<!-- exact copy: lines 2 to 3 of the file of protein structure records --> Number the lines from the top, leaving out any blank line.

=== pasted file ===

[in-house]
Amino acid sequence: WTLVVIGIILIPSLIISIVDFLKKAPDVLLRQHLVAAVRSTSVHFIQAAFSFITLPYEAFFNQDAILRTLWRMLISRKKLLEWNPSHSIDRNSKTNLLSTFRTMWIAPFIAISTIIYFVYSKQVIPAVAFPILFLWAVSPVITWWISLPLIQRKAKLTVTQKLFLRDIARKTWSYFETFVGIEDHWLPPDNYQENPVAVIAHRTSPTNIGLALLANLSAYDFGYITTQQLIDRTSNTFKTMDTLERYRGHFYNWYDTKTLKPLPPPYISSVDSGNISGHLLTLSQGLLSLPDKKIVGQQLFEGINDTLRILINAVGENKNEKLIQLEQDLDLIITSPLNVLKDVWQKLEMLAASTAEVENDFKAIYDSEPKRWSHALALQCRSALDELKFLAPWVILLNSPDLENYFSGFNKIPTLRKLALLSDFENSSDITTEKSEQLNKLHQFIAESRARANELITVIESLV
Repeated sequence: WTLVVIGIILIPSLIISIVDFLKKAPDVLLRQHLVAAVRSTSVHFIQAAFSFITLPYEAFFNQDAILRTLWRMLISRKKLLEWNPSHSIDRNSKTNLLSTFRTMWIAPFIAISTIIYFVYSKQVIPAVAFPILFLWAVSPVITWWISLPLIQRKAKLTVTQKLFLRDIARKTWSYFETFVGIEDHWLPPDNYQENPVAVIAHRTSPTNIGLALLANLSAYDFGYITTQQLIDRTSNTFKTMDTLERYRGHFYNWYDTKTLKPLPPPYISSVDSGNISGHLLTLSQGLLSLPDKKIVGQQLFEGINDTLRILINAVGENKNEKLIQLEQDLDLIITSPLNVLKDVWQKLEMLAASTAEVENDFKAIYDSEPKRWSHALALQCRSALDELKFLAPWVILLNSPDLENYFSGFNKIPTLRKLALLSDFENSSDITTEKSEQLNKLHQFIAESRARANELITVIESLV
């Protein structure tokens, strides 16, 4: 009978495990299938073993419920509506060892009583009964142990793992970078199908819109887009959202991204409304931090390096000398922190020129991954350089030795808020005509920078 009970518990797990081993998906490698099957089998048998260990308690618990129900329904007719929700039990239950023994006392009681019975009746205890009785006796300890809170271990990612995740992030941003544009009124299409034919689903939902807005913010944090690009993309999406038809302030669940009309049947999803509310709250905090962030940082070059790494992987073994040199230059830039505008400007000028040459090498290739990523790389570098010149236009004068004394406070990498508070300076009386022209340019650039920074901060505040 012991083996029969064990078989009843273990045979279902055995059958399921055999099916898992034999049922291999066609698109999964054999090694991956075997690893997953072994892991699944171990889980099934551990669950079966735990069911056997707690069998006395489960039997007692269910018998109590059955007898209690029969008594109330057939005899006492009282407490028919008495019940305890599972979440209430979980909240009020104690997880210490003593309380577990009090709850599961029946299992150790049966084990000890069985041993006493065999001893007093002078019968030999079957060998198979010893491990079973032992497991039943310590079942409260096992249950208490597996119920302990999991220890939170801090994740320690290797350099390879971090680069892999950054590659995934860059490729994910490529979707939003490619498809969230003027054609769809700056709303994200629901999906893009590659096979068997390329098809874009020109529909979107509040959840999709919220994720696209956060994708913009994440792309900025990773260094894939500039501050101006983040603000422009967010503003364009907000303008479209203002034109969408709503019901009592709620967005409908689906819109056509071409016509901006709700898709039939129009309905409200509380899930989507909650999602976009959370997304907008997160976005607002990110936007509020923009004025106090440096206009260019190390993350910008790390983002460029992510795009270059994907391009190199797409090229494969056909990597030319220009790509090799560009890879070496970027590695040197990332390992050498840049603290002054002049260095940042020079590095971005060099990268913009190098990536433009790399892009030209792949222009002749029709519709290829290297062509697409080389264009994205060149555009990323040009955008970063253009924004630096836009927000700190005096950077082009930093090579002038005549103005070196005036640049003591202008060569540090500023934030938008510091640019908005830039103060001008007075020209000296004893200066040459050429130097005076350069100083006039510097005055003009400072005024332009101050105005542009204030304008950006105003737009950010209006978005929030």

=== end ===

Amino acid sequence: WTLVVIGIILIPSLIISIVDFLKKAPDVLLRQHLVAAVRSTSVHFIQAAFSFITLPYEAFFNQDAILRTLWRMLISRKKLLEWNPSHSIDRNSKTNLLSTFRTMWIAPFIAISTIIYFVYSKQVIPAVAFPILFLWAVSPVITWWISLPLIQRKAKLTVTQKLFLRDIARKTWSYFETFVGIEDHWLPPDNYQENPVAVIAHRTSPTNIGLALLANLSAYDFGYITTQQLIDRTSNTFKTMDTLERYRGHFYNWYDTKTLKPLPPPYISSVDSGNISGHLLTLSQGLLSLPDKKIVGQQLFEGINDTLRILINAVGENKNEKLIQLEQDLDLIITSPLNVLKDVWQKLEMLAASTAEVENDFKAIYDSEPKRWSHALALQCRSALDELKFLAPWVILLNSPDLENYFSGFNKIPTLRKLALLSDFENSSDITTEKSEQLNKLHQFIAESRARANELITVIESLV
Repeated sequence: WTLVVIGIILIPSLIISIVDFLKKAPDVLLRQHLVAAVRSTSVHFIQAAFSFITLPYEAFFNQDAILRTLWRMLISRKKLLEWNPSHSIDRNSKTNLLSTFRTMWIAPFIAISTIIYFVYSKQVIPAVAFPILFLWAVSPVITWWISLPLIQRKAKLTVTQKLFLRDIARKTWSYFETFVGIEDHWLPPDNYQENPVAVIAHRTSPTNIGLALLANLSAYDFGYITTQQLIDRTSNTFKTMDTLERYRGHFYNWYDTKTLKPLPPPYISSVDSGNISGHLLTLSQGLLSLPDKKIVGQQLFEGINDTLRILINAVGENKNEKLIQLEQDLDLIITSPLNVLKDVWQKLEMLAASTAEVENDFKAIYDSEPKRWSHALALQCRSALDELKFLAPWVILLNSPDLENYFSGFNKIPTLRKLALLSDFENSSDITTEKSEQLNKLHQFIAESRARANELITVIESLV